The Gilbert V. Levin papers, 1950-2009, represent the professional scientific career of Gilbert V. Levin, including his corporate desk files, correspondence and lectures, as well as drafts of scientific papers, laboratory notes and data for decades of research and development, and a career of proposals and contracts with NASA’s Mars mission programs. Levin’s papers indicate his involvement in the scientific community, from published articles, participation in conferences and the pursuit of patents, to correspondence with colleagues and students about his work. One significant series reveals the development of instrumentation launched on the Viking Mission to Mars in the summer of 1976.
Some acronyms it may be helpful to know in this collection include:
ALIF: “Analysis: Life or Inorganic Forms?” This is the title of a 1995 proposal and paper submitted to NASA by Gilbert V. Levin to investigate the reactive agent detected during the Viking mission in 1976.
AMML: Automated Microbial Metabolism Laboratory, a NASA-sponsored instrument that was designed to test soil samples for indications of life.
LR: Labeled Release experiment, which tested for microbial life on Mars using soil samples.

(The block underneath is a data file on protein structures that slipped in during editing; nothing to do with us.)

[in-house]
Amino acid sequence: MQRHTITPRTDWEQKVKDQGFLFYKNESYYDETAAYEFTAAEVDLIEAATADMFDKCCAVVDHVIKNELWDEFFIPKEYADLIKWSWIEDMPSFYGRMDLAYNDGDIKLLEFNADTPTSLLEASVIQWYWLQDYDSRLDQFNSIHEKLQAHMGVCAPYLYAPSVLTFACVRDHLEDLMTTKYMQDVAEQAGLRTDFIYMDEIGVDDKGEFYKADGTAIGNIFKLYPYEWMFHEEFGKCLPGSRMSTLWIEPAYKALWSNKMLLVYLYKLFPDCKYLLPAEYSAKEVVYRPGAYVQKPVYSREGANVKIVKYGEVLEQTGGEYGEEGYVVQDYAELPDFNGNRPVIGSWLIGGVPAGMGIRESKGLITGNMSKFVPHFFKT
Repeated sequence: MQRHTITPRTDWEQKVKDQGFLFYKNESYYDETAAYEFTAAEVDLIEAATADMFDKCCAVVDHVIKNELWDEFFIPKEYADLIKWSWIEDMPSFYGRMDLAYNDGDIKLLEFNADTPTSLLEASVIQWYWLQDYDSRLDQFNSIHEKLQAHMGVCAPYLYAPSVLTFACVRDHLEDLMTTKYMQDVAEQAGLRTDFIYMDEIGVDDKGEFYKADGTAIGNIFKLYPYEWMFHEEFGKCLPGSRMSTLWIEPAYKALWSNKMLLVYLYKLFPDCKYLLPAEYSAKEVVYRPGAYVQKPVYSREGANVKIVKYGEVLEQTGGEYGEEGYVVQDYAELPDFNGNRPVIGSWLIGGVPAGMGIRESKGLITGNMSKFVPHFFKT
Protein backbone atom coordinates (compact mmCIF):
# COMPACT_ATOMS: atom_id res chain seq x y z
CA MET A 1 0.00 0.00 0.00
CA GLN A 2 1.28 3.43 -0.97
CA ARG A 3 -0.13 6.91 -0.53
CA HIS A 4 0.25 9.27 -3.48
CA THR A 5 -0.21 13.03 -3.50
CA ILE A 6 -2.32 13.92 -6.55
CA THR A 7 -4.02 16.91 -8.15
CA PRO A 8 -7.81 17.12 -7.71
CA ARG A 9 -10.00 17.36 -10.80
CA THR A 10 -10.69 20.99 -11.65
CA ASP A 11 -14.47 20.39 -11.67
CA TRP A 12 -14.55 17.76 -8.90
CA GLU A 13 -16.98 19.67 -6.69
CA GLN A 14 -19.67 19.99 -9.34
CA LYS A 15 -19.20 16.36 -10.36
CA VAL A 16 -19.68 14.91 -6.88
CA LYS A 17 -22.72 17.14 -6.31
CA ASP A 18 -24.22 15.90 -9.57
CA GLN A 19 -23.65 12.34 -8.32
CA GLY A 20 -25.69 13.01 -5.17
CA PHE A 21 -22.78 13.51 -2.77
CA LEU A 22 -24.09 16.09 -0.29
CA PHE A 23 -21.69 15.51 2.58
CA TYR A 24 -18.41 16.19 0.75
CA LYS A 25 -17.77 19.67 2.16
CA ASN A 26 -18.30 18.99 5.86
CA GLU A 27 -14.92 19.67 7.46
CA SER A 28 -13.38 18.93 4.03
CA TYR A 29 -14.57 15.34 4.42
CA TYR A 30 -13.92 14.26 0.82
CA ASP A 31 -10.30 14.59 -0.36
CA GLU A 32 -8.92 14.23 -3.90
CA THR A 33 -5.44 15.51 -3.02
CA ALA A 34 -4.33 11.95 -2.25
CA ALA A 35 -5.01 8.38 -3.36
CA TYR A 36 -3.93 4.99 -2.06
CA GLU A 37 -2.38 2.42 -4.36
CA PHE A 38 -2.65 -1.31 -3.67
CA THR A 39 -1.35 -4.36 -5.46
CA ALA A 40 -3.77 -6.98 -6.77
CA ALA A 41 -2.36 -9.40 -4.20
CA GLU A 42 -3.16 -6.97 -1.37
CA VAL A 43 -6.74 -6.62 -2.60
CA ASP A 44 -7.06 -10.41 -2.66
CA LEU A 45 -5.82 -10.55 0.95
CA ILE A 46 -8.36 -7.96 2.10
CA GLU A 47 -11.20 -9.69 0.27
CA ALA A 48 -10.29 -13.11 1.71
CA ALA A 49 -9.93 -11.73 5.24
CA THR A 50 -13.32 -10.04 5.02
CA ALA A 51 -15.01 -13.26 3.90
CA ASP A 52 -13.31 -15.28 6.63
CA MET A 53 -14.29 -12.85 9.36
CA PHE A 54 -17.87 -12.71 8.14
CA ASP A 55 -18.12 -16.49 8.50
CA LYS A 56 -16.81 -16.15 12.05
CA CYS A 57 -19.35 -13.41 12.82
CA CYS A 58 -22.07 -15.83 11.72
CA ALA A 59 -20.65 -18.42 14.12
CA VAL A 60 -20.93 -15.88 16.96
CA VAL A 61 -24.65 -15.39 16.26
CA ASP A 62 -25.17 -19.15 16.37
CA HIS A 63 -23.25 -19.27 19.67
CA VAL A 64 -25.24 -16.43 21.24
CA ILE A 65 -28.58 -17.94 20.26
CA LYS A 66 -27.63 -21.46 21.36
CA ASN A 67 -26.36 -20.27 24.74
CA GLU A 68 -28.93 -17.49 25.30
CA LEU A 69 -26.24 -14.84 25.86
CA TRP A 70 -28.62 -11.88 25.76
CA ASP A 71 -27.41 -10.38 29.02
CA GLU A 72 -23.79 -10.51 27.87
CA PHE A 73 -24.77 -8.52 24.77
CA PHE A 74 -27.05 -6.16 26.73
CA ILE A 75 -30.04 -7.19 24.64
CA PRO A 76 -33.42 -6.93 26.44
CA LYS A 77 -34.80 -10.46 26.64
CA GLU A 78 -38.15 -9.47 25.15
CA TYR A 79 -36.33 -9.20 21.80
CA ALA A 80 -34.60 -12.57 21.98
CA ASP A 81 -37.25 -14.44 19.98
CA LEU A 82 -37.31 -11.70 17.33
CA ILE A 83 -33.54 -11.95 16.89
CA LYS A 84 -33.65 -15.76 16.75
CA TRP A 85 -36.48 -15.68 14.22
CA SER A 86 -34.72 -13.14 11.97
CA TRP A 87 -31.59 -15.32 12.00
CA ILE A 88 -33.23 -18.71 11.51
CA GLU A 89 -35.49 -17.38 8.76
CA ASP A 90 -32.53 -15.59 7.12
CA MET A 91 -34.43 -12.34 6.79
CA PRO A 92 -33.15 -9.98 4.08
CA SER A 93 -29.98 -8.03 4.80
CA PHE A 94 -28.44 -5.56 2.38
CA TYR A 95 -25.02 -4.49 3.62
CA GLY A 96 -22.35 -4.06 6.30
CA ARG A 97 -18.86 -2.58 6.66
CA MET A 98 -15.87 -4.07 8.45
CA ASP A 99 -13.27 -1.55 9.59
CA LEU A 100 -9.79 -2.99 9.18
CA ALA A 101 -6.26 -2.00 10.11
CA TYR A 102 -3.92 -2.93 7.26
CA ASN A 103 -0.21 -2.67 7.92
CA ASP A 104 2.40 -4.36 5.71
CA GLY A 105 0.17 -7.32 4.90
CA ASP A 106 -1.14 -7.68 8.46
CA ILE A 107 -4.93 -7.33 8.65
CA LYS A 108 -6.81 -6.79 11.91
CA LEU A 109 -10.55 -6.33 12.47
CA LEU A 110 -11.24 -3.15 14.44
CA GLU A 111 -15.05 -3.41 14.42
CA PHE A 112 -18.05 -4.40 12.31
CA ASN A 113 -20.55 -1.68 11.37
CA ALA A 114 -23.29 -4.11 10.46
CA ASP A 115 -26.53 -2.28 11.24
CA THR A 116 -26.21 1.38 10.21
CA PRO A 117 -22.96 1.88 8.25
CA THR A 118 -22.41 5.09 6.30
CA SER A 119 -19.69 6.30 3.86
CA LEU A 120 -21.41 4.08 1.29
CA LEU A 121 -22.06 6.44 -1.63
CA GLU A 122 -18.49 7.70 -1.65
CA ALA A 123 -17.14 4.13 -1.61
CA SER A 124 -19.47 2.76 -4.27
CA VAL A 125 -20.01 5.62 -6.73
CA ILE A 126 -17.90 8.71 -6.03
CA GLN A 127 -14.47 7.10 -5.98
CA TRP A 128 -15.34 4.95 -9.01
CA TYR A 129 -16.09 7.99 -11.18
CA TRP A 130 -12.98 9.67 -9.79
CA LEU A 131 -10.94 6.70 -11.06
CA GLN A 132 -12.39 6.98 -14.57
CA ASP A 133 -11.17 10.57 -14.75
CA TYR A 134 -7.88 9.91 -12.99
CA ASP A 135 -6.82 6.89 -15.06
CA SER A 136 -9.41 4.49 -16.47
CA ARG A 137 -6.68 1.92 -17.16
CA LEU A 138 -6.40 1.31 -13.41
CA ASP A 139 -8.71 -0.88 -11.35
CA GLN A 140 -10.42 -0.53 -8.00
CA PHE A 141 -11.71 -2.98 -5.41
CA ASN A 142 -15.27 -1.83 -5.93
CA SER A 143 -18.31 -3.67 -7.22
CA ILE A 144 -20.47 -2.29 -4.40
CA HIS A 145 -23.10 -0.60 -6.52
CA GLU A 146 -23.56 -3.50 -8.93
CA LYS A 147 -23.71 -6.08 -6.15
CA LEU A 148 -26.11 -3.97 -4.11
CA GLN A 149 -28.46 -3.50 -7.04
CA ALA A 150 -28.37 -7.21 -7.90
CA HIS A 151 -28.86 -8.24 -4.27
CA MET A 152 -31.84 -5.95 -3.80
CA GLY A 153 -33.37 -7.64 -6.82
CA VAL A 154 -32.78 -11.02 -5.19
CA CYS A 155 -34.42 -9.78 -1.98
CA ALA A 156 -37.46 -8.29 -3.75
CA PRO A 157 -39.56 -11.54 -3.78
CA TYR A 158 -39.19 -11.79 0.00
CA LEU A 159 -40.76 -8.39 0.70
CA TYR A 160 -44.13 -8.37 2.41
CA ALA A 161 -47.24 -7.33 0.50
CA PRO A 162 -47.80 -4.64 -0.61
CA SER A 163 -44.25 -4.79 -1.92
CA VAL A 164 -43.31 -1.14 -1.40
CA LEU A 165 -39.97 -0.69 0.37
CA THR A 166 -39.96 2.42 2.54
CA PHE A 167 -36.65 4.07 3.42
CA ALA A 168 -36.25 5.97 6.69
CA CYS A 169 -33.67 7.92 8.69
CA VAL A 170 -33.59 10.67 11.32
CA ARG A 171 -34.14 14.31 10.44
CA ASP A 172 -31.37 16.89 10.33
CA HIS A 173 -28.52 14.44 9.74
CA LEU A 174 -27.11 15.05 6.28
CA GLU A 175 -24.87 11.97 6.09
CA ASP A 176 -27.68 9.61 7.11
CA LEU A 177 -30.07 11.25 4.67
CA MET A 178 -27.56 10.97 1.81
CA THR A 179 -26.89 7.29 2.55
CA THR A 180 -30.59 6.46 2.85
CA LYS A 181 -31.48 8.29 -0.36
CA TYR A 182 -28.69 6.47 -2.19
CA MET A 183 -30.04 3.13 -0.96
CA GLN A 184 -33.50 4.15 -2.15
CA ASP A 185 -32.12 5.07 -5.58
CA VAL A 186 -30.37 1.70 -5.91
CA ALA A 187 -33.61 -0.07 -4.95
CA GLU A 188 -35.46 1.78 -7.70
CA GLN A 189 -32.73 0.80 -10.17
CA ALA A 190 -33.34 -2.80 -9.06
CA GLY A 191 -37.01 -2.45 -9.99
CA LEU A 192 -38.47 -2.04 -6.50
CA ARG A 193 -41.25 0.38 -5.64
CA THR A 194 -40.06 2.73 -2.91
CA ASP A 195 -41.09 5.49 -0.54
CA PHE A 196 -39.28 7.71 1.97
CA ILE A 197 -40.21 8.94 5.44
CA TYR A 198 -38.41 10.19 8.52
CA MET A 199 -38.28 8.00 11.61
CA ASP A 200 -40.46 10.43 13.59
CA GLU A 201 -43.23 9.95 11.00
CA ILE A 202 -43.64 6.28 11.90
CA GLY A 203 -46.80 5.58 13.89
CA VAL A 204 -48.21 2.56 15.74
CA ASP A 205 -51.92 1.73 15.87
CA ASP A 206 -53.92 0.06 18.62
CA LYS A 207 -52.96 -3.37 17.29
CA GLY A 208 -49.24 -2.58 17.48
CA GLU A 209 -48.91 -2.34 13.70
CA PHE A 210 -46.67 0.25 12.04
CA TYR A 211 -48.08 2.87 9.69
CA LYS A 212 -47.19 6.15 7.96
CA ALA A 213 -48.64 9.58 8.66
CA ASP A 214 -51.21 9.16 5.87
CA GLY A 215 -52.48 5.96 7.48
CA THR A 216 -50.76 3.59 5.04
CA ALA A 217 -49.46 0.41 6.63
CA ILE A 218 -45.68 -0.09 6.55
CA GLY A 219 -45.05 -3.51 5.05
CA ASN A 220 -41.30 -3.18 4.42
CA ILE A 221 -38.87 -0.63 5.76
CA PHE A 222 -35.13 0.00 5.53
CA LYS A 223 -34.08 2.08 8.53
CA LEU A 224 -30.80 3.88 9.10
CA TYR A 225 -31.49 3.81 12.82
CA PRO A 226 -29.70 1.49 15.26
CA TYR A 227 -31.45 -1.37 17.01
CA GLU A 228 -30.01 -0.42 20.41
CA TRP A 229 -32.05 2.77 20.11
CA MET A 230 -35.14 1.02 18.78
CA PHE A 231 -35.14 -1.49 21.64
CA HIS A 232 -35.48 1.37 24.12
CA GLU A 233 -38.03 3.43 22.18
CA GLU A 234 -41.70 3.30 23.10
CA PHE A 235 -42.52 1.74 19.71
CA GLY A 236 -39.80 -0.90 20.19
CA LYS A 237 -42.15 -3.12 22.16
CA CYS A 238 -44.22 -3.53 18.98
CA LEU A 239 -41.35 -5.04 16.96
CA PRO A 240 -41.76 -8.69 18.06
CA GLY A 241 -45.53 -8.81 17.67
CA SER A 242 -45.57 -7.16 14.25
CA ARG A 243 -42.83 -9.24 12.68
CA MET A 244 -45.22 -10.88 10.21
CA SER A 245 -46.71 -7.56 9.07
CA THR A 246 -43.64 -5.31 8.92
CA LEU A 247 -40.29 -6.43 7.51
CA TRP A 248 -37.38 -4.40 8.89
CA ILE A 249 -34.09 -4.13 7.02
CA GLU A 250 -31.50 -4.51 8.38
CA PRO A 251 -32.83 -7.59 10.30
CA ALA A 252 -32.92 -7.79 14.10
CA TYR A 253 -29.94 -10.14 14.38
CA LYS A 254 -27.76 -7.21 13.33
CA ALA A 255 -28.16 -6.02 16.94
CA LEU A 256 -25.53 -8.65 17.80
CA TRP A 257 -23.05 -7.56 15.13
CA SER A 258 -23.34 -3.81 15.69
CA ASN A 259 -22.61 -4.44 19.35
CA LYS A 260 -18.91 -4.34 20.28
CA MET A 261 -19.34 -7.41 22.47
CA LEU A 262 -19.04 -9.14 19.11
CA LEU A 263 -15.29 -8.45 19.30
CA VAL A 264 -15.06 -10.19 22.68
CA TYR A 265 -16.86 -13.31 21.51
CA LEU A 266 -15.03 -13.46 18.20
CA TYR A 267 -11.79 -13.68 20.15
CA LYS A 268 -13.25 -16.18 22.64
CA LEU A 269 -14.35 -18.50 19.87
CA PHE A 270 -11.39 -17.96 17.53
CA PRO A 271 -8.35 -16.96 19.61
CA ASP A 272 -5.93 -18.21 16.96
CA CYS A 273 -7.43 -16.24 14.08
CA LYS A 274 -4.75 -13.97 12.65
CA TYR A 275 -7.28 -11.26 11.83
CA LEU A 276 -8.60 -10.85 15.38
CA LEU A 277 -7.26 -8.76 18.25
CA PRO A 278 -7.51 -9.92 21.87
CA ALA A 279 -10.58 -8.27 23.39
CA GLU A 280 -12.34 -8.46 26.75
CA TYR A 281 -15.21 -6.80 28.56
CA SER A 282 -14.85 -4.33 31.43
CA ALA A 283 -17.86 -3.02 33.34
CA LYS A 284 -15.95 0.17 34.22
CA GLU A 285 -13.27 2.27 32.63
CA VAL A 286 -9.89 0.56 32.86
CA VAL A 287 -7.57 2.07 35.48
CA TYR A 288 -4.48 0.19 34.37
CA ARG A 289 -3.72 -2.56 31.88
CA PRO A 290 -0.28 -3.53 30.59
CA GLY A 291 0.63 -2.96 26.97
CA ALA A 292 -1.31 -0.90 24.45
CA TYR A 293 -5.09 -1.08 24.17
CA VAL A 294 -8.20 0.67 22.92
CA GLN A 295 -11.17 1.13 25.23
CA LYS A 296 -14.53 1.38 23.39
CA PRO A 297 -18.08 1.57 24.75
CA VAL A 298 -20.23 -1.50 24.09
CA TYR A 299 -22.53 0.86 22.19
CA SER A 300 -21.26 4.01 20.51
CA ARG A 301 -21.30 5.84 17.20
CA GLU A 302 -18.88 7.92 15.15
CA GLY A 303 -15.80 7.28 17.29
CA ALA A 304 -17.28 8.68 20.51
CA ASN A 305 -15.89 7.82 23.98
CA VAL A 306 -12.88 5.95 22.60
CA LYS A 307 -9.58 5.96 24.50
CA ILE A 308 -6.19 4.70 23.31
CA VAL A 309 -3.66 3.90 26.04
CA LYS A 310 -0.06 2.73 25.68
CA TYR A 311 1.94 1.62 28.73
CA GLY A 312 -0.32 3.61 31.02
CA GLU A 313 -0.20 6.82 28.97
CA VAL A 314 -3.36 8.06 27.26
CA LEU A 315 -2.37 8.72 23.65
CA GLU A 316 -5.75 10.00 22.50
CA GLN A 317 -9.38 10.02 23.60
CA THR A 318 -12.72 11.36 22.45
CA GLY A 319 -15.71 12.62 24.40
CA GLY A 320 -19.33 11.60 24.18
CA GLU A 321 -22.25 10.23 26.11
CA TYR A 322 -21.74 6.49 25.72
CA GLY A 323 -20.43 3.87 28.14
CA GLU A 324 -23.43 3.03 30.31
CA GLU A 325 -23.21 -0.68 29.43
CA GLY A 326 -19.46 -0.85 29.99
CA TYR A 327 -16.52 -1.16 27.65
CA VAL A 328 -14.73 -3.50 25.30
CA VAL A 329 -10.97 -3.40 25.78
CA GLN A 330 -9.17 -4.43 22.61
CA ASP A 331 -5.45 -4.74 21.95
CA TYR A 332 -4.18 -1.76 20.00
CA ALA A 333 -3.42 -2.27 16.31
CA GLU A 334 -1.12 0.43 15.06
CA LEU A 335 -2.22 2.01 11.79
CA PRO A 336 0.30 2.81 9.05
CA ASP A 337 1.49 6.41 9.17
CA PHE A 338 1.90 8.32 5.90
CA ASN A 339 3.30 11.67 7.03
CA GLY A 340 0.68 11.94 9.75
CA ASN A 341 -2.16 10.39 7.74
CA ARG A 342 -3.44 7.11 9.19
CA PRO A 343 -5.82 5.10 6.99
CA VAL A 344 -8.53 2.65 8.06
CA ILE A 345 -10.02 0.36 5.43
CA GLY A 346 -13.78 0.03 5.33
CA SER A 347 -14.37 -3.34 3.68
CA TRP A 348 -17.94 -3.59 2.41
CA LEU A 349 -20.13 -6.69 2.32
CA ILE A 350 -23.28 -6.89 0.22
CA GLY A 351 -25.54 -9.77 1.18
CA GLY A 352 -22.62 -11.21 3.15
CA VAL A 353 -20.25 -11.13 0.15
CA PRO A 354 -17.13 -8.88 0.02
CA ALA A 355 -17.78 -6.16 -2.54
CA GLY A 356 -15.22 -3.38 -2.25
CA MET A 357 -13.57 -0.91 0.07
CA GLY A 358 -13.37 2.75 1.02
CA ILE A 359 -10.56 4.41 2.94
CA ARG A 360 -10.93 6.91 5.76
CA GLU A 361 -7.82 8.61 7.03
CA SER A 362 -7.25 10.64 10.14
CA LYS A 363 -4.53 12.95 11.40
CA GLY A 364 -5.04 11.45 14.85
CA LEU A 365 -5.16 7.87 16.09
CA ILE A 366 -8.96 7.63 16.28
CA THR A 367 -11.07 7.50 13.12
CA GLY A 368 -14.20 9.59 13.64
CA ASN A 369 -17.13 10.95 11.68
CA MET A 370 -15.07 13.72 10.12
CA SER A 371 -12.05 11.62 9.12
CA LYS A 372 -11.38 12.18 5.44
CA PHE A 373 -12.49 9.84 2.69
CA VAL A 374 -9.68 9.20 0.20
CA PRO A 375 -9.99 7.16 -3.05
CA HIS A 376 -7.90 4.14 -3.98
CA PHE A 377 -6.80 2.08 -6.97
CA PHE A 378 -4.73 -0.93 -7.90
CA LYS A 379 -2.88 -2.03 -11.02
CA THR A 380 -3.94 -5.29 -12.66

MRM: Microbial Radio Metabolism instrument, for the rapid detection of pathogenic microorganisms, designed to combat bacterial infection.
MOx: The Mars Oxidant Experiment was an instrument designed to characterize the reactive nature of the Martian soil and atmosphere.
SPIE: Society of Photographic Instrumentation Engineers, now called SPIE, a professional society for optics and photonics technology. Gilbert V. Levin spoke at SPIE conferences and published papers about microbial life on Mars and the Labeled Release experiment.
TEGA: Thermal and Evolved Gas Analyzer, used to analyze Martian ice and soil samples.
VM1: A solution of formate, glycine, D-alanine, L-alanine, D-lactate, L-lactate, and glycolate, each uniformly labeled with radioactive Carbon-14. This solution was carried by the Viking probes to Mars, in order to test soil for microbial activity, which would be an indication of living organisms on Mars.
The Sheridan Libraries’ Special Collections department acquired the Gilbert Levin papers in 2006. The collection comprises approximately 60 cubic feet and principally focuses on Levin’s work developing experiments for the Viking probe, experimental work in sewage treatment, the pursuit of several patents, and the work of Spherix Corporation. Levin's papers also include several works and pieces of research conducted by his colleagues in collaborative projects, such as Dr. Patricia Ann Straat of the Viking Mission.